Aloe brevifolia

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  • Aloe brevifolia 1gal

1 Gallon $6.50 $5.00

Minimum purchase of any 4 plants for online orders.

All plants shipped bare root in one-gallon sizes.
Other sizes may be available for pick up from

our growing grounds in Fallbrook, 
CA.

For more information, call us at 760-990-4762.
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Aloe brevifolia

  • Names and Synonyms:  
    Aloe prolifera, Aloe perfoliata var. delta
  • Common Names:  
    Short Leaved Aloe, Kleinaalwyn
  • Family:  
    Aloaceae
  • Origin:  
    South Africa, Western Cape Province close to the coast in relatively mild winter rainfall areas.
  • Size Label:  
    1 Gallon
  • Height:  
    1'
  • Width:  
    2-3' spreading
  • Cold Tolerance:  
    25 to 30°F; -3.9 to -1.1°C
  • Heat Tolerance:  
    Very high
  • Light Requirement:  
    Part to full sun
  • Water needs:  
    Very drought tolerant but can take some summer irrigation to keep the leaves plump.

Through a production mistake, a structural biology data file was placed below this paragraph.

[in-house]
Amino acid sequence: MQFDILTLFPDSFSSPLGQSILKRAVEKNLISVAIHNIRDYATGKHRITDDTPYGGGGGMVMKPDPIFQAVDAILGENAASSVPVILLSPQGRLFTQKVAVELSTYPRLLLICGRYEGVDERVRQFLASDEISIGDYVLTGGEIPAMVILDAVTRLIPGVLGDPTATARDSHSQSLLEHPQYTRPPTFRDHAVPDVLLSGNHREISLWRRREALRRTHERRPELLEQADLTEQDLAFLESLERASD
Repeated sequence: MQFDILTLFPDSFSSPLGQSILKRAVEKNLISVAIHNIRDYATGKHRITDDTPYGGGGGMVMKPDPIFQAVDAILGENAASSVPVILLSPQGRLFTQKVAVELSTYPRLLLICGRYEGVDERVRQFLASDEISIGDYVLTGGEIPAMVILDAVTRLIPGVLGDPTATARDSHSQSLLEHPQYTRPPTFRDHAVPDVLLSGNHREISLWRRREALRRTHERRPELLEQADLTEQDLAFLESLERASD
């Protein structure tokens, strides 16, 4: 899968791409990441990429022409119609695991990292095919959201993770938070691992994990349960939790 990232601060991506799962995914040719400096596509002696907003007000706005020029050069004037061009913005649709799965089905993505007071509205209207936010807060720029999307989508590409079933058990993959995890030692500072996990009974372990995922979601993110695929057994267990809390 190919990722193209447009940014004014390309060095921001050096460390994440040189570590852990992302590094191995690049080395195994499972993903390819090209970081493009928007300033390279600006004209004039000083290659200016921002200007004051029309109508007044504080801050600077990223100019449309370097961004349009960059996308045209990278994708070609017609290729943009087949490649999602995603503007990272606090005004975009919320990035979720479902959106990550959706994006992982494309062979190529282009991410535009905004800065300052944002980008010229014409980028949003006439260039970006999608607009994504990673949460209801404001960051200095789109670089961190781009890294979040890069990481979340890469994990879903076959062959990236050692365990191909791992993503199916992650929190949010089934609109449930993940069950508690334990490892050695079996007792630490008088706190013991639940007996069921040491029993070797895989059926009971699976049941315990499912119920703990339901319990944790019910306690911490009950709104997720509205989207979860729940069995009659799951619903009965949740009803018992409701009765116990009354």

• Maintenance:  
    Remove dead flower spikes as desired.
  • Uses:  
    Excellent drought tolerant ground cover on rocky clay soils. It is an attractive rock, succulent, and cactus garden plant and is useful in xeriscape. Deer resistant. Also works well as a succulent container plant.
  • Propagation:  
    Easily propagated by dividing rosette clusters. Seeds.
  • Special notes:  
    This easily grown aloe is a great small-scale groundcover and was one of the first aloes to be successfully cultivated in Europe receiving the Royal Horticultural Society's Award of Garden Merit in 2002. This plant has a restricted natural distribution on dry clay soil in mild winter rainfall areas near the coast and up to 500 feet in elevation in the Western Cape Province of South Africa. Its natural habitat is critically endangered because of that area's transformation to agriculture. Aloe brevifolia has blue green leaves with soft white thorns on its leaf margins, and raised white spots, looking like thorns, all over the top and bottom of the leaves. In cooler weather the leaves can take on an attractive pinkish hue. Blooms in spring with a cheery display of unbranched spikes of bright orange tubular flowers that rise 16 to 24 inches above the leaves. The flowers are very attractive to hummingbirds.